# Sorting

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Parameter Descrip;tion
Stability A sorting algorithm is stable if it preserves the relative order of equal elements after sorting
In place A sorting algorithm is in-place if it sorts using only `O(1)` auxiliary memory (not counting the array that needs to be sorted)
Best case complexity A sorting algorithm has a best case time complexity of `O(T(n))` if its running time is at least `T(n)` for all possible inputs
Average case complexity A sorting algorithm has an average case time complexity of `O(T(n))` if its running time, averaged over all possible inputs, is `T(n)`
Worst case complexity A sorting algorithm has a worst case time complexity of `O(T(n))` if its running time is at most `T(n)`

# Stability in Sorting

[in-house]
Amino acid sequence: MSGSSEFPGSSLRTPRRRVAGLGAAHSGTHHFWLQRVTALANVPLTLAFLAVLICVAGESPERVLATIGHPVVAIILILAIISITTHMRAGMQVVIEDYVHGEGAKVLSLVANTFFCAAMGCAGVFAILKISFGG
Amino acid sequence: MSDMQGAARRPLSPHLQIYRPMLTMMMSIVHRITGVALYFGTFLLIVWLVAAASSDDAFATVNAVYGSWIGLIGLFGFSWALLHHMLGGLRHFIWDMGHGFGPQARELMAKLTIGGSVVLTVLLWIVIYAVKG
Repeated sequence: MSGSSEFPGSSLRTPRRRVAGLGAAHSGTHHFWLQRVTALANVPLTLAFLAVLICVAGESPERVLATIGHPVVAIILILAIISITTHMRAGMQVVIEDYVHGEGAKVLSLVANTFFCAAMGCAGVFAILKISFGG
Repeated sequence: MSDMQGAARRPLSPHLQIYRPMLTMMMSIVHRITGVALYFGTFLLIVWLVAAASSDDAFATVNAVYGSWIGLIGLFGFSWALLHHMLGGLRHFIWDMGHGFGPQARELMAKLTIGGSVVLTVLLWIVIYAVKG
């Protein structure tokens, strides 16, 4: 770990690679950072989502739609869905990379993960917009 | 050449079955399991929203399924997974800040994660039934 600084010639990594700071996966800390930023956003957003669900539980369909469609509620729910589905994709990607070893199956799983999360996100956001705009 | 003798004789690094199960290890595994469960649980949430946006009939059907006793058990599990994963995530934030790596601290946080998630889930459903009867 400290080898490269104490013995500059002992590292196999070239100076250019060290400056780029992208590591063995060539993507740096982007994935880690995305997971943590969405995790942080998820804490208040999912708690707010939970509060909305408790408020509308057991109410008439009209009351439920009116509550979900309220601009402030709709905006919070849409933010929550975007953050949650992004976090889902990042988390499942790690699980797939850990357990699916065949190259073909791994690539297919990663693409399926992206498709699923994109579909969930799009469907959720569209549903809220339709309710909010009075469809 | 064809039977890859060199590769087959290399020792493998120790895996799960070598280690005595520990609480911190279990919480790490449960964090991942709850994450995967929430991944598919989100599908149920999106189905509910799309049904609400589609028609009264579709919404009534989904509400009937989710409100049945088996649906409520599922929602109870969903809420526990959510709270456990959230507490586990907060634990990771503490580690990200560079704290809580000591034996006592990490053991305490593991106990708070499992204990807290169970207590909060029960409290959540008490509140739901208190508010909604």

Stability in sorting means whether a sort algorithm maintains the relative order of the equals keys of the original input in the result output.

So a sorting algorithm is said to be stable if two objects with equal keys appear in the same order in sorted output as they appear in the input unsorted array.

Consider a list of pairs:

``(1, 2) (9, 7) (3, 4) (8, 6) (9, 3)``

Now we will sort the list using the first element of each pair.

A stable sorting of this list will output the below list:

``(1, 2) (3, 4) (8, 6) (9, 7) (9, 3)``

Because `(9, 3)` appears after `(9, 7)` in the original list as well.

An unstable sorting will output the below list:

``(1, 2) (3, 4) (8, 6) (9, 3) (9, 7)``

Unstable sort may generate the same output as the stable sort but not always.

Well-known stable sorts:

Well-known unstable sorts: